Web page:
Year 1 Teacher

£100 - £130 per day + Excellent rates of pay, Free CPD: Randstad Education Sou...

Upper KS2 Primary Teacher in Bradford

£21000 - £30000 per annum: Randstad Education Leeds: Upper KS2 Primary Teacher...

Day In a Page

Read Next
 

In Sickness and in Health: It’s been lonely in bed without my sleep soulmate

Rebecca Armstrong
A man shoots at targets depicting a portrait of Russian President Vladimir Putin, in a shooting range in the center of the western Ukrainian city of Lviv  

Why do we stand by and watch Putin?

Ian Birrell
Alexander Fury: The designer names to look for at fashion week this season

The big names to look for this fashion week

This week, designers begin to show their spring 2015 collections in New York
Will Self: 'I like Orwell's writing as much as the next talented mediocrity'

'I like Orwell's writing as much as the next talented mediocrity'

Will Self takes aim at Orwell's rules for writing plain English
Meet Afghanistan's middle-class paint-ballers

Meet Afghanistan's middle-class paint-ballers

Toy guns proving a popular diversion in a country flooded with the real thing
Al Pacino wows Venice

Al Pacino wows Venice

Ham among the brilliance as actor premieres two films at festival
Neil Lawson Baker interview: ‘I’ve gained so much from art. It’s only right to give something back’.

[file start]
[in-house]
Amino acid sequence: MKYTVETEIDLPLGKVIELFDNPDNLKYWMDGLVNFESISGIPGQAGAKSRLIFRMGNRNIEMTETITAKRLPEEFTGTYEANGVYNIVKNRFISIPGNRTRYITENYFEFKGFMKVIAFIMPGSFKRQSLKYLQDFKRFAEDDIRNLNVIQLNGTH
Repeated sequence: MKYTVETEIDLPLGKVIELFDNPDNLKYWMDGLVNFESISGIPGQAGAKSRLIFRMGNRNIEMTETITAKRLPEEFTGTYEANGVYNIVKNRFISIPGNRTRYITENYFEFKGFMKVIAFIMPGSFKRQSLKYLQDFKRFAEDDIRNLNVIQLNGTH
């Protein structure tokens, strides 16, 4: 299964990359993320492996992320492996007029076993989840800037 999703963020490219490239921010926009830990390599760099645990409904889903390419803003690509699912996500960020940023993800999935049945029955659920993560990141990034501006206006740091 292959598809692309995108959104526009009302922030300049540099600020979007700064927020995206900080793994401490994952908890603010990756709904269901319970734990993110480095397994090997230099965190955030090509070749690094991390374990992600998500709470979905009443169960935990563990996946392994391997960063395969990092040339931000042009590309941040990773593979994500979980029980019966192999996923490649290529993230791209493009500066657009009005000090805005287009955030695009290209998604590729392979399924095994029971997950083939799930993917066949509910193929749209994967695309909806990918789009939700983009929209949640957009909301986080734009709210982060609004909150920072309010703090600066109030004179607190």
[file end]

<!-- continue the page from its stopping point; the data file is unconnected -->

Neil Lawson Baker interview

‘I’ve gained so much from art. It’s only right to give something back’.
The other Mugabe who is lining up for the Zimbabwean presidency

The other Mugabe who is lining up for the Zimbabwean presidency

Wife of President Robert Mugabe appears to have her sights set on succeeding her husband
The model of a gadget launch: Cultivate an atmosphere of mystery and excitement to sell stuff people didn't realise they needed

The model for a gadget launch

Cultivate an atmosphere of mystery and excitement to sell stuff people didn't realise they needed
Alice Roberts: She's done pretty well, for a boffin without a beard

She's done pretty well, for a boffin without a beard

Alice Roberts talks about her new book on evolution - and why her early TV work drew flak from (mostly male) colleagues
Get well soon, Joan Rivers - an inspiration, whether she likes it or not

Get well soon, Joan Rivers

She is awful. But she's also wonderful, not in spite of but because of the fact she's forever saying appalling things, argues Ellen E Jones
Doctor Who Into the Dalek review: A classic sci-fi adventure with all the spectacle of a blockbuster

A fresh take on an old foe

Doctor Who Into the Dalek more than compensated for last week's nonsensical offering
Fashion walks away from the celebrity runway show

Fashion walks away from the celebrity runway show

As the collections start, fashion editor Alexander Fury finds video and the internet are proving more attractive
Meet the stars of TV's Wolf Hall... and it's not the cast of the Tudor trilogy

Meet the stars of TV's Wolf Hall...

... and it's not the cast of the Tudor trilogy
Weekend at the Asylum: Europe's biggest steampunk convention heads to Lincoln

Europe's biggest steampunk convention

Jake Wallis Simons discovers how Victorian ray guns and the martial art of biscuit dunking are precisely what the 21st century needs
Don't swallow the tripe – a user's guide to weasel words

Don't swallow the tripe – a user's guide to weasel words

Lying is dangerous and unnecessary. A new book explains the strategies needed to avoid it. John Rentoul on the art of 'uncommunication'
Daddy, who was Richard Attenborough? Was the beloved thespian the last of the cross-generation stars?

Daddy, who was Richard Attenborough?

The atomisation of culture means that few of those we regard as stars are universally loved any more, says DJ Taylor